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Calgary dancers celebrate Black History Month

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WATCH: Some creative Calgarians are stepping up to celebrate Black History Month. As Gil Tucker reports, they’re showcasing some popular dance styles that share a painful past. – Feb 23, 2022

Some creative Calgarians are stepping up to celebrate Black History Month, showcasing some popular dance styles that share a painful past.

Performers with the Woezo Africa Music & Dance Theatre Inc. are presenting a production called “Unganisha” on Saturday Feb. 26.

“Unganisha means ‘connection’ in Swahili,” Unganisha producer Wunmi Idowu said. “I chose that name because I wanted to connect the history of modern styles of dance to its origins, to allow more people to understand that it came from a very gruesome and painful circumstance of enslaved Africans being stolen from Africa.”

Read more: Calgary’s Ethnik Festival of Arts and Culture to celebrate diversity later this week

Idowu hired several researchers to spend six month investigating the connections between dance styles that have evolved from their origins in Africa.

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One of those researchers was dance historian Alen Martel.

“With the transatlantic slave trade — when you have people stolen from their lands and brought to a new place — a lot of things are stripped from them, things like language, clothing, musical instruments, etc.” Martel said. “But the dances would survive.”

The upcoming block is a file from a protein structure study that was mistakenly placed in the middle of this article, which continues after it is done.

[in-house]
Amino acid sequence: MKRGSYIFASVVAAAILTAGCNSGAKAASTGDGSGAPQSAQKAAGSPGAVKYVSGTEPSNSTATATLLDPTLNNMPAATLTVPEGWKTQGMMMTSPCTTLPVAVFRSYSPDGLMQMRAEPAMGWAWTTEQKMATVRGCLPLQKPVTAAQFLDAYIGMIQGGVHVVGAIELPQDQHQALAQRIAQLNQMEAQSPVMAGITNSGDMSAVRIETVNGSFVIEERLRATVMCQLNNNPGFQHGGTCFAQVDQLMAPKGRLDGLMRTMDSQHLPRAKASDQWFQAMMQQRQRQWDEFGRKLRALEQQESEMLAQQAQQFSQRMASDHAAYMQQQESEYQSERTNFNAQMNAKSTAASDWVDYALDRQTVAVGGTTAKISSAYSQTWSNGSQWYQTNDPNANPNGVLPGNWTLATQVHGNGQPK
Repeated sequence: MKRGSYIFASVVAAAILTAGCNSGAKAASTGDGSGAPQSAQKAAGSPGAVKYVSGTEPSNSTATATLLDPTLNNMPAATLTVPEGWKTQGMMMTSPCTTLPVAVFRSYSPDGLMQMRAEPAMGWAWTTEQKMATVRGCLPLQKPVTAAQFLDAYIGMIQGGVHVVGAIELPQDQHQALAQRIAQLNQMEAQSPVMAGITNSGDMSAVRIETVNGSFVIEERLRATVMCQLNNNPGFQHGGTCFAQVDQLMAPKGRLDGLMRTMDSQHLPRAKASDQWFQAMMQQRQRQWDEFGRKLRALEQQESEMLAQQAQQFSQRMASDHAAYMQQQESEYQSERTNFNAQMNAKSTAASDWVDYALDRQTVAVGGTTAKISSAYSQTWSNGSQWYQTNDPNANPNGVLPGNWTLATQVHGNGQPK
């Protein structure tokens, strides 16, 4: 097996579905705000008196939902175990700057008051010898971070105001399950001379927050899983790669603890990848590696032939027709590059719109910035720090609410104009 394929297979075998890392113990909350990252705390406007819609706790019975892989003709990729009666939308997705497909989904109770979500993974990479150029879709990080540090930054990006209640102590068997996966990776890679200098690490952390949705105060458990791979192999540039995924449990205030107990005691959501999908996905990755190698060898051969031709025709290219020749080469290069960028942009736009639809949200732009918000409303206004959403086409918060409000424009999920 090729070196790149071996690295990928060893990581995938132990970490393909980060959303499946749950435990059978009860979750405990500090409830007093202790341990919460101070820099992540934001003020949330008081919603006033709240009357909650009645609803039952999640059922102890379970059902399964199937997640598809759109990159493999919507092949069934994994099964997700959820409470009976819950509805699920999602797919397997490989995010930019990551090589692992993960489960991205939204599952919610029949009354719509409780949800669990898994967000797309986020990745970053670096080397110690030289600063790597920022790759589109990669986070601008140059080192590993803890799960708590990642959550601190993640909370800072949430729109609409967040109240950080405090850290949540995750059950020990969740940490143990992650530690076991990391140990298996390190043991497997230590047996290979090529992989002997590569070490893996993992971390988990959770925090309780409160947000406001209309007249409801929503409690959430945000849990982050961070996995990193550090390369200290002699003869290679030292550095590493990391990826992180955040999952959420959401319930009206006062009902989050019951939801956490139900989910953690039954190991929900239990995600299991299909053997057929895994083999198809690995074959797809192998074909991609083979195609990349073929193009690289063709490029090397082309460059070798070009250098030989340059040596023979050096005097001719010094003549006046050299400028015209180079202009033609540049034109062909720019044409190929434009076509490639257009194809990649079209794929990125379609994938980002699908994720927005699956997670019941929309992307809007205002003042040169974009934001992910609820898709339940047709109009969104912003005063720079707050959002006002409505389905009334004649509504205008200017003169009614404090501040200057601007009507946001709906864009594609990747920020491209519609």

Hip hop dancer Christahh Ahh is one of the performers taking part in “Unganisha”.

Read more: Prominent Calgarians remembered during Black History Month: ‘Understand the contributions’

“People don’t know that there are common roots,” Ahh said.

“This is a great opportunity to educate the community. It shows a huge amount of respect for the art and where it has come from.”

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“Unganisha” was organized long before the recent easing of COVID-19 restrictions and organizers are sticking with their original plan to present the show only online.

Idowu said people from throughout North America and from several African countries have bought tickets for the event.

“There is this history and it’s important not to just ignore it,” Idowu said. “This is truly Black history.”

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